Clutter Magazine Issue 28 - M.O.T.U.S.C.L.E. SDCC 2015

Page 47

An assortment of Mystical Warriors of the Ring, S.U.C.K.L.E., and OMFG Series 2 figures

likes of Rampage Toys and Nama Niku’s

over the past couple of years, with the

small but dedicated scene continues

of new artists and, inevitably, the revived

Plastic, and even The Super Sucklord

has an even healthier indie community,

early bootlegs encouraged a huge swell interest in pocket mini figures has also lead to some very interesting, larger scale factory produced lines too.

Skirting on the edge of Designer Toy, mainstream, and pocket mini scenes, October Toys’ community-based line OMFG set a new standard for mass-

produced pocket mini figures back in

2011. Largely drawing inspiration from the Americanized keshi of the mid to late ‘80s both in terms of style and

presentation, the majority of recently

released lines have been produced in

China using a similar hard PVC as the

original M.U.S.C.L.E. Usually released in

comparatively small runs, with colorways often running between 80-200, these types of figures almost always come

packed on a blister card or in a Bandaistyle trash can for added authenticity.

This industry has seen continual growth

likes of Unbox Industries, Fantastic

offering up their takes on the classic monochromatic 2” figure.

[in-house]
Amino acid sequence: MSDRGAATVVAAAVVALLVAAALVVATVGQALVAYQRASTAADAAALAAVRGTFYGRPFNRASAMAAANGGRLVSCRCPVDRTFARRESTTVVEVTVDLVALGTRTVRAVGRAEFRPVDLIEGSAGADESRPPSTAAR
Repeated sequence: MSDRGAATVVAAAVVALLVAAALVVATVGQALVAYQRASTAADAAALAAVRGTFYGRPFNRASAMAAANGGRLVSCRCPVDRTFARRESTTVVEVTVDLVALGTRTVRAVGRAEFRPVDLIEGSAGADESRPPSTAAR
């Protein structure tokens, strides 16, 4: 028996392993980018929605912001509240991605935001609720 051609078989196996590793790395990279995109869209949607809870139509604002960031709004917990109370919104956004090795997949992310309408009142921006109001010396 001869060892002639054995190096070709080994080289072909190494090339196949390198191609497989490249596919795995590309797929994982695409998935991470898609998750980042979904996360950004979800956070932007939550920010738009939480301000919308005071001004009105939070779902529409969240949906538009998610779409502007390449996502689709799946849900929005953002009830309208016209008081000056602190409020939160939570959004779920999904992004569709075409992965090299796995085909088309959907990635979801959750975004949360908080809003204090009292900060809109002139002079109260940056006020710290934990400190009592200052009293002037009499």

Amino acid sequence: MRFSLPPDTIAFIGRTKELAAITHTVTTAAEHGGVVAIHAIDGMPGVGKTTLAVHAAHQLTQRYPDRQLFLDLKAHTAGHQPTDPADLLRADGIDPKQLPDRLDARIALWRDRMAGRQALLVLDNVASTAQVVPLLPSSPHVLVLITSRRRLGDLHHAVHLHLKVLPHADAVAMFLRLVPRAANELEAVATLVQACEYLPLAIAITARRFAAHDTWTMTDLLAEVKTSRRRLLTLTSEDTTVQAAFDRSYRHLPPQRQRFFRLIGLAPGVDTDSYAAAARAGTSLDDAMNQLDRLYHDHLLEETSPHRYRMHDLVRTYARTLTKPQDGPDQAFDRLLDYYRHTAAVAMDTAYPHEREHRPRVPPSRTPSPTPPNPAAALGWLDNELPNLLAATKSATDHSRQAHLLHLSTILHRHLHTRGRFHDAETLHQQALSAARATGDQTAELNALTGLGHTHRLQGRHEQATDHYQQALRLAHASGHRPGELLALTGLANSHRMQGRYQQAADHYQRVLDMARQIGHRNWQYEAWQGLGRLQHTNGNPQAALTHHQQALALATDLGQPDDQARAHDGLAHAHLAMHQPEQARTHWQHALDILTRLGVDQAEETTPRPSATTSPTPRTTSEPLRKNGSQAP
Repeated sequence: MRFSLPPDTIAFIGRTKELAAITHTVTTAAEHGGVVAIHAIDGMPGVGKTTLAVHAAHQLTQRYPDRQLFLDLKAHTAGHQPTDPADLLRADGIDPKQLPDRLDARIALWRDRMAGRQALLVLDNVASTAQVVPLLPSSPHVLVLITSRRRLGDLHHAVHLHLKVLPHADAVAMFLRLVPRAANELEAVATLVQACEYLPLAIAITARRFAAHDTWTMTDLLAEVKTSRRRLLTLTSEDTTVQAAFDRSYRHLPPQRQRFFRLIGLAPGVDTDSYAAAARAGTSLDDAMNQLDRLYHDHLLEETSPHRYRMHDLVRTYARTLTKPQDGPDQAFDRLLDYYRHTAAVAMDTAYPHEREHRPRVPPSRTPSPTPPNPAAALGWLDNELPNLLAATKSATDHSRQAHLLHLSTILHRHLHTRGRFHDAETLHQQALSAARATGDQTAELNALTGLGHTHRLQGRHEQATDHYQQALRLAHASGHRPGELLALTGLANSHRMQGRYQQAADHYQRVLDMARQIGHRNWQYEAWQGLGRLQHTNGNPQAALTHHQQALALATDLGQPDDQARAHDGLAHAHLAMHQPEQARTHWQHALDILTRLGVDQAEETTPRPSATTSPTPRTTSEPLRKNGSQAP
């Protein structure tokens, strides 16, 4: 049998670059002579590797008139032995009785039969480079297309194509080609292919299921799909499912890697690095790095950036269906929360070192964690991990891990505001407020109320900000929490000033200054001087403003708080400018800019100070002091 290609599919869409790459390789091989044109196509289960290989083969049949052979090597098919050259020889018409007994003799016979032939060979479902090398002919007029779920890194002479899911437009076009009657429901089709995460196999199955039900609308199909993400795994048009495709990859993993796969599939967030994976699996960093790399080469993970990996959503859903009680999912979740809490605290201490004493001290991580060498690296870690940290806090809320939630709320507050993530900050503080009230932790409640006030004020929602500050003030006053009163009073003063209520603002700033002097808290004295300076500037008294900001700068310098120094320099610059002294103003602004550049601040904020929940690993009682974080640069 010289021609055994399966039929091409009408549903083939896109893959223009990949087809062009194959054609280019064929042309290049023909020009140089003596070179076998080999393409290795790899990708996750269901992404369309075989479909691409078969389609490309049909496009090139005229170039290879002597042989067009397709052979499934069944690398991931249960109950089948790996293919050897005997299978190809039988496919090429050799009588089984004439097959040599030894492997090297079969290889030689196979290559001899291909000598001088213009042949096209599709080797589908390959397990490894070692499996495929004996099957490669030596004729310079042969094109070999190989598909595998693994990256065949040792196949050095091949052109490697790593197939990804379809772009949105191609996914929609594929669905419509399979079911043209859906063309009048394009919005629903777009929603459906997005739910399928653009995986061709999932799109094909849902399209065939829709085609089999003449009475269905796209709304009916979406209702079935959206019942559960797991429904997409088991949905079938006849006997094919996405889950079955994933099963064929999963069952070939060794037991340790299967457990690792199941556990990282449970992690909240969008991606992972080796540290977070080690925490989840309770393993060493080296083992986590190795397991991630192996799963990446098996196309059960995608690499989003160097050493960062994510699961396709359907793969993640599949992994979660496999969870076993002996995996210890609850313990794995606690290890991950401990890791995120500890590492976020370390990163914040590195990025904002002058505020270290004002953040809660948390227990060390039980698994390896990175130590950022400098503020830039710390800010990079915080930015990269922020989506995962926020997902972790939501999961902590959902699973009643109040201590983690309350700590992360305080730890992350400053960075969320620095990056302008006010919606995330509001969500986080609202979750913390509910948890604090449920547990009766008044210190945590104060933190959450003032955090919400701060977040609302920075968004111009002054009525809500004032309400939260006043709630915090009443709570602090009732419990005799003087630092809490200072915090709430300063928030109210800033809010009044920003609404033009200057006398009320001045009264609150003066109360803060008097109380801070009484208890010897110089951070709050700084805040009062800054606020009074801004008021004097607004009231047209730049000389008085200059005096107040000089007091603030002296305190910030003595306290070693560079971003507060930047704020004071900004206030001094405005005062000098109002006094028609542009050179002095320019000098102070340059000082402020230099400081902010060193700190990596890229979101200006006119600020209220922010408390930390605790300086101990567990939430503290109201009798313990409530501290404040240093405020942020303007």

As with the mass-produced lines, keshi and pocket mini figures’ increase in

popularity has lead to an explosion of talent in the self-produced scene as

well. Unlike the previously mentioned series though, the self-produced

to flourish. Not surprisingly, the East

with outfits and brands such as Onion Fights, Newtervision, Moqkeshi, and Nerdone pushing the boundaries in

terms of both creativity and authenticity of production, blending traditional style

with unconventional mediums, including soft vinyl and hard resin, to dazzling effect.

creations tend to rely heavily on the

Similar to the indie/self-produced

characterized by their soft rubbery

— community now spans a worldwide

original Eastern keshi culture, largely feel over the hard, American-style PVC, and are limited to runs of anywhere between 10-200 pieces, dependent

on the choice of either hand-cast or

sub-factory-led production. Brought to the forefront in the West by the likes of Ironmask, Eric Nilla, and, recently,

Metal Monkey’s Universe of Violence

(UoV) series as well as a steady flow of releases from The Disarticulators, this

figures, the pachi — or bootleg

roster of A-list artists, ranging from Healeymade and his conceptual

M.U.S.C.L.E. & M.A.S.K. mash-ups, Triclops with their wholly bootlegembracing B.A.S.T.A.R.Ds, and, of

course, Buff Monster’s recent Melty

Misfit take on Cheap Toys. Aside from

these resin produced figures with their

Art Toy leanings, there are still a number of artists staying true to the original

An assortment of pachi figures Clutter 28 | 47